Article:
On a bitter cold morning, I attempt to capture thoughts that go deep into the core of me on the page, but can’t quite grasp them. The cursor blinks mockingly and self-doubt creeps in before I’m able to type a single word. I wonder if I’m wasting my time.
I wonder if what I say resonates with anyone.
I see a pile of laundry looming in the corner and think, “Didn’t I just tackle that yesterday?” Before the day has even begun, thoughts of defeat overtake me.
Then, as God often does, he sends a reminder that strikes just the right chord. I realize my current state is temporary, but so much of me longs for the eternal.
My yearning for results often reflects a glory which will not be realized in this lifetime, but in the next.
But we have this treasure in jars of clay to show that this all-surpassing power is from God and not from us. 2 Corinthians 4:7 NIV
I am a planter of seed. I am a light in a temporary casting. I am a mere reflection of the One whose glory I will behold. A glory I long for so deeply at times it aches.
So often, I believe we become discouraged because it seems as though we are moving in circles. Saying the same things to our loved ones and kids over and over. Teaching the same lessons.
But friends, the truth is always worth repeating. People forget because it is their nature. We are still living in a flesh that continually pulls us away from what is true, what is eternal, what is lasting.
We continue to fight because the fight is worth it, even if we don’t see the result right away or even if this lifetime. We fight because we are more than conquerors through him who loved us first.
We long for that which we cannot see because of Him in whose image we were created.
Do not give up. Do not lose heart. You were made for more than anything this world has to offer.
As you lay your head on the pillow tonight, ask yourself this: Did I love? Did I open my arms in grace? Did I help someone who needed it?
If the answer to any one of those questions was yes, it was not in vain. Keep pressing forward, dear one. Your reward will be great.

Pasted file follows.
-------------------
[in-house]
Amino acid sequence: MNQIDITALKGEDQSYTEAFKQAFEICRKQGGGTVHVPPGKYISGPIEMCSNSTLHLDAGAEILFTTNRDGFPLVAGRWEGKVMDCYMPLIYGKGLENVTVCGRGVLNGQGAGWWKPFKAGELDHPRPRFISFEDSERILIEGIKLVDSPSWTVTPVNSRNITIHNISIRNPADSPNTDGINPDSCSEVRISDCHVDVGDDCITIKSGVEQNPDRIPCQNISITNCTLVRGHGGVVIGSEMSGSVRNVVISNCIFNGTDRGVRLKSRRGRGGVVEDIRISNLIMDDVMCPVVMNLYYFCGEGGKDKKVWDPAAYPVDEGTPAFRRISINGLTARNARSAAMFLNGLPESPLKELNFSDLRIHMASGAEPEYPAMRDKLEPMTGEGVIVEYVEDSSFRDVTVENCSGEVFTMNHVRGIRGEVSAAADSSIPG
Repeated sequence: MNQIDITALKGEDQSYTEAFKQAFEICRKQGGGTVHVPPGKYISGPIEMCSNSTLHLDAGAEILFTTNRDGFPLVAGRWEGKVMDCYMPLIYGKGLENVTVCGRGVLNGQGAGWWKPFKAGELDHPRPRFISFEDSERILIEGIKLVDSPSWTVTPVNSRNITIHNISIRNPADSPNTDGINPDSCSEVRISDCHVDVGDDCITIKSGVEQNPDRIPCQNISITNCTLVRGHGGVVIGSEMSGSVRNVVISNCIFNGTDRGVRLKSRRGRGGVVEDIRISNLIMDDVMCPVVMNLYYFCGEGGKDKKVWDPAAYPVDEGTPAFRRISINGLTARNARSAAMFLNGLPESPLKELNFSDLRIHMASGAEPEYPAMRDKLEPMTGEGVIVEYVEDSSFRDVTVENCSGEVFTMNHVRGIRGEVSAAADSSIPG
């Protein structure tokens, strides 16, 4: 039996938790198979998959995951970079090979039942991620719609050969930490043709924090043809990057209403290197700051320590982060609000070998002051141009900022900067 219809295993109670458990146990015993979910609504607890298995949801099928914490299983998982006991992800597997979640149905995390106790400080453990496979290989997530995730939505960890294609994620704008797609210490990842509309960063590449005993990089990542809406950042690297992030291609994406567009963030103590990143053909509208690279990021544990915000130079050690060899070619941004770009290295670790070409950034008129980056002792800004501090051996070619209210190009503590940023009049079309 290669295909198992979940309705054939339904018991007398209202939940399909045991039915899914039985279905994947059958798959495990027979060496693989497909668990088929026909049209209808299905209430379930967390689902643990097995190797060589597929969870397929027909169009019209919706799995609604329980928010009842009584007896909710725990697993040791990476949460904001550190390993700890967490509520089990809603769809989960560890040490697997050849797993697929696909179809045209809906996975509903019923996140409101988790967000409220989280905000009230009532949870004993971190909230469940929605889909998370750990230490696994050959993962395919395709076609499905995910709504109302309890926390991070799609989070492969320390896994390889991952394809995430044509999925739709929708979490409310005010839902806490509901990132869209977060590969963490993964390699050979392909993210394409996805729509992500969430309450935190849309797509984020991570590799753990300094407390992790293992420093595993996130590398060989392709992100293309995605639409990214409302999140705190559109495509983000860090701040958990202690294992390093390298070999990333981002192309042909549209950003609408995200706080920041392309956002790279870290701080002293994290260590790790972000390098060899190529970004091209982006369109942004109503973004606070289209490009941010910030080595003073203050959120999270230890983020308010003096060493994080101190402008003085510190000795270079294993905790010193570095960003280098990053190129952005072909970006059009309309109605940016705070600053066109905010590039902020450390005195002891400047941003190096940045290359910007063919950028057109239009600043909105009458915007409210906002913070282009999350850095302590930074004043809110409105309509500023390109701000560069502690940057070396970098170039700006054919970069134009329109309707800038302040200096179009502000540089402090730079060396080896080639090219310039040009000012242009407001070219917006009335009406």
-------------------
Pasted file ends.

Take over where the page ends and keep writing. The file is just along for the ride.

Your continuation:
Abby McDonald is mom, wife and southern girl who fell in love with writing at a young age. She started Fearfully Made Mom because she felt God gently pushing her to share her writing with others who may feel alone in their struggles with self-doubt, accepting God’s grace, and finding their identity in Christ. Her desire is to show women they are fearfully and wonderfully made by a God who will relentlessly pursue them, even during their darkest times.
When she’s not chasing her two little boys around, Abby enjoys hiking, photography, reading, and consuming copious amounts of coffee with friends.
1. We run to be first. While Jesus sits and says “be last”.
Sitting down, Jesus called the Twelve and said, “Anyone who wants to be first must be the very last, and the servant of all.” Mark 9:35
When we join Jesus, and sit down by his side, we tend to rely on him. He is faithful to take care of us as we listen, relax and trust him. When we just enjoy his presence, he equips us with all we need to serve others. What an honor.
2. We show off who we are, so we appear the star.
In the same way, you who are younger, submit yourselves to your elders. All of you, clothe yourselves with humility toward one another, because, “God opposes the proud but shows favor to the humble.” 1 Peter 5:5
“Pride” has it all together, needs no one and appears perfect. “Humble” comes open to receive, ready to listen and eager to change. Is it any wonder that God shows favor to the humble?
3. We fear the world, our finances, our husband, our wife, our health, our kids, our work. We fear everything, but the Lord.
Fear of the LORD is the foundation of true knowledge, but fools despise wisdom and discipline. Proverbs 1:7